People who shine laser pens at vehicles, whether in the air, on land or on the sea, could be jailed for up to five years under new laws.
Offenders could also be hit with an unlimited fines as part of Department for Transport (DfT) measures to bolster safety.
The pens can cause eye damage and in some cases render people temporarily blind.
Existing laws mean someone found guilty of shining a laser at an aircraft faces a maximum fine of just £2,500.
Published on Wednesday, the Laser Misuse (Vehicles) Bill expands the types of transport covered to include trains, buses, boats and hovercraft.
Shining a laser at an aircraft or another moving vehicle is "deeply irresponsible and dangerous," said National Police Chiefs' Council (NPCC) lead for lasers, Commander Simon Bray.
"Laser attacks can lead to catastrophic incidents. These new and robust measures send a clear message to perpetrators: laser attacks are a crime and serious consequences will follow from committing this offence."
The new laws will make it easier to prosecute offenders by removing the need to prove they intended to endanger a vehicle.
It will be an offence to dazzle or distract the operator of a vehicle either deliberately or if reasonable precautions to avoid doing so are not taken.
Aviation minister Baroness Sugg warned that laser misuse can have "fatal consequences".
"The Government is determined to protect pilots, captains, drivers and their passengers and take action against those who threaten their safety," she said.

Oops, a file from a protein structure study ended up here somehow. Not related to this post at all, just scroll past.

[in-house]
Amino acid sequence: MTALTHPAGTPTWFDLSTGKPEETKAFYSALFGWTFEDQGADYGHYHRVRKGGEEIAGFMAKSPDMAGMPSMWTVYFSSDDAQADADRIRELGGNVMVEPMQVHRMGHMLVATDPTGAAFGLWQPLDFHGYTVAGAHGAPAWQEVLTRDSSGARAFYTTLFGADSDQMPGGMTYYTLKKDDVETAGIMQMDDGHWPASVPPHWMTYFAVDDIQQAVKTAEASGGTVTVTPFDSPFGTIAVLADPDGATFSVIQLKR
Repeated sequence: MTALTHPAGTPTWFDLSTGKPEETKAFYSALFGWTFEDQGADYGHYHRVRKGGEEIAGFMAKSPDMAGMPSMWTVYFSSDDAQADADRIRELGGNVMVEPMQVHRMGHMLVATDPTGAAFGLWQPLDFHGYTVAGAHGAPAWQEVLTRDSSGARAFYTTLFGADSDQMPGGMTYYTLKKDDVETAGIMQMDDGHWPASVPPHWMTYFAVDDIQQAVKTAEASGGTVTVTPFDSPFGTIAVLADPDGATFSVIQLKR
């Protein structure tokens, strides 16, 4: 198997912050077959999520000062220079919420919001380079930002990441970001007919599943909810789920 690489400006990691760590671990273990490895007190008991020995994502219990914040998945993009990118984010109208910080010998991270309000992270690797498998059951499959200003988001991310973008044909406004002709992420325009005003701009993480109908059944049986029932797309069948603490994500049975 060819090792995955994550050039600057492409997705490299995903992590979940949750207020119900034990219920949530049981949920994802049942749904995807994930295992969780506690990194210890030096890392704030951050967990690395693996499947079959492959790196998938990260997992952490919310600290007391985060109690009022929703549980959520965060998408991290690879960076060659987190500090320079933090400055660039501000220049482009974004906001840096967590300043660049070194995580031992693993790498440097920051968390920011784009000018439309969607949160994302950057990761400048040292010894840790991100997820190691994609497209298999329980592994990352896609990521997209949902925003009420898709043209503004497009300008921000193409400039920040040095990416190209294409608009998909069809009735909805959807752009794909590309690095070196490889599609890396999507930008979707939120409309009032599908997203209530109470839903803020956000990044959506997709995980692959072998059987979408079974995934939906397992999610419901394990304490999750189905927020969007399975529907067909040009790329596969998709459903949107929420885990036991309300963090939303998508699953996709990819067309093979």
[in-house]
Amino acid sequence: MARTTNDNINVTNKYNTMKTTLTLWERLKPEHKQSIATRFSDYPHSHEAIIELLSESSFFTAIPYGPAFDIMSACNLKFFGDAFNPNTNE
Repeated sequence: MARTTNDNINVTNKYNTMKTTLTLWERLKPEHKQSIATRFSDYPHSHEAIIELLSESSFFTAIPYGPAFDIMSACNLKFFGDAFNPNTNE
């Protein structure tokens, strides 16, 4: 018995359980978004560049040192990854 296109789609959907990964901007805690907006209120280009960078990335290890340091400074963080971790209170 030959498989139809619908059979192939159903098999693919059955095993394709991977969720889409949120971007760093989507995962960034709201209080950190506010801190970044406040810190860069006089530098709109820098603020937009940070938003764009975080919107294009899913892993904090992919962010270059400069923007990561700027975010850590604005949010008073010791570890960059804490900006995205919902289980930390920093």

Laser pens have been a growing concern in the aviation sector in recent years as pilots have been targeted by the beams.
The first laser attack on an aircraft was reported in 2004 and since 2011 there have been around 1,500 incidents in the UK each year.
Some 1,258 were reported in 2016, with attacks at Heathrow alone rising by a quarter year-on-year to 151.
"Balpa pilots and other transport workers have raised the growing threat of laser attacks for some time,” said Brian Strutton, general secretary of pilots' union Balpa.
"The Government's announcement of a Bill to tackle the misuse of lasers is therefore very welcome and we will work with DfT to ensure its effective and speedy implementation."
Andrew Haines, chief executive at the UK Civil Aviation Authority, said: "Shining a laser at an aircraft in flight could pose a serious risk to flight safety.
"We are concerned about the high number of laser attacks in recent years and therefore welcome new measures that would see tougher penalties for those who act recklessly by endangering the safety of aircraft."